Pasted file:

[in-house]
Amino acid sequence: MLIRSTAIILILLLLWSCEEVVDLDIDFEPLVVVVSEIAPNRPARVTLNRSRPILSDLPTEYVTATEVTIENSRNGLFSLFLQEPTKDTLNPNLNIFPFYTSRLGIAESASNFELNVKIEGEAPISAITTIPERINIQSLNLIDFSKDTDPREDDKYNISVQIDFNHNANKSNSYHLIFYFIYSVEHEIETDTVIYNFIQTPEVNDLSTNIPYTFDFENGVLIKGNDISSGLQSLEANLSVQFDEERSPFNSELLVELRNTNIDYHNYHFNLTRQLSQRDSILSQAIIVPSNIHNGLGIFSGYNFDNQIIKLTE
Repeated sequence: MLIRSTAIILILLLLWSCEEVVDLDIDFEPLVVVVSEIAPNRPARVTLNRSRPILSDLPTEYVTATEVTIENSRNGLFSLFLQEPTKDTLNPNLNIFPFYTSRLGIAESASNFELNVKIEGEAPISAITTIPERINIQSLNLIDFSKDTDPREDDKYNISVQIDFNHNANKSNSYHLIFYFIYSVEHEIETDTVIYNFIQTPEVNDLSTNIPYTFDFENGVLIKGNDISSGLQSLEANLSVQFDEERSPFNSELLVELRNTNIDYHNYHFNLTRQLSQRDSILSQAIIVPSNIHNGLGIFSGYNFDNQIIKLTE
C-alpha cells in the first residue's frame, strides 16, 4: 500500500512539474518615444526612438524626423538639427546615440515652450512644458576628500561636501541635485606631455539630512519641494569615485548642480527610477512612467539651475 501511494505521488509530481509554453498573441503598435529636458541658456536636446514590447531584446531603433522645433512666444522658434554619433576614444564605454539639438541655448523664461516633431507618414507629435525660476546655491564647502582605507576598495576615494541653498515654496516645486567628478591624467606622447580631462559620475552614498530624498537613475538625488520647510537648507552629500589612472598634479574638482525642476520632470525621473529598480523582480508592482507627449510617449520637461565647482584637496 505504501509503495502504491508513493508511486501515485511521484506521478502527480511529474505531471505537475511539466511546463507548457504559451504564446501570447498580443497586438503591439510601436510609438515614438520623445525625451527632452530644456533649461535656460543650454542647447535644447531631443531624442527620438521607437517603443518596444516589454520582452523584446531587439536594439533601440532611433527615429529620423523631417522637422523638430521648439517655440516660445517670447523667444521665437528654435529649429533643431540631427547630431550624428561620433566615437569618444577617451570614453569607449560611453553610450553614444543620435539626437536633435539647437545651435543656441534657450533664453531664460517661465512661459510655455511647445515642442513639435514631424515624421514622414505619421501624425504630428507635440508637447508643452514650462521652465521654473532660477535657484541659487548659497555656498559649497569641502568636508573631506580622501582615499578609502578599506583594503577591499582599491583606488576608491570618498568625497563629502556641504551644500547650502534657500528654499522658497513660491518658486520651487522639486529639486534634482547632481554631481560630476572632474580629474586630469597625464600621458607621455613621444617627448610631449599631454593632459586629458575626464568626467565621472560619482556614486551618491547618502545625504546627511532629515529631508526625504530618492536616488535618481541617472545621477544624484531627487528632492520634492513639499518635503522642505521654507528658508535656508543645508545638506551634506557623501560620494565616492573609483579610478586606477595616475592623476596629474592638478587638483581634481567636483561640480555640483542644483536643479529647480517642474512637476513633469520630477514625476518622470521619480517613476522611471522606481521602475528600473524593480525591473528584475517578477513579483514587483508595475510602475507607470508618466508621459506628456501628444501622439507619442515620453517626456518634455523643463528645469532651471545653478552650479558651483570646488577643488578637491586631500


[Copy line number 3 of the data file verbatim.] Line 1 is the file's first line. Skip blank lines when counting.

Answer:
Repeated sequence: MLIRSTAIILILLLLWSCEEVVDLDIDFEPLVVVVSEIAPNRPARVTLNRSRPILSDLPTEYVTATEVTIENSRNGLFSLFLQEPTKDTLNPNLNIFPFYTSRLGIAESASNFELNVKIEGEAPISAITTIPERINIQSLNLIDFSKDTDPREDDKYNISVQIDFNHNANKSNSYHLIFYFIYSVEHEIETDTVIYNFIQTPEVNDLSTNIPYTFDFENGVLIKGNDISSGLQSLEANLSVQFDEERSPFNSELLVELRNTNIDYHNYHFNLTRQLSQRDSILSQAIIVPSNIHNGLGIFSGYNFDNQIIKLTE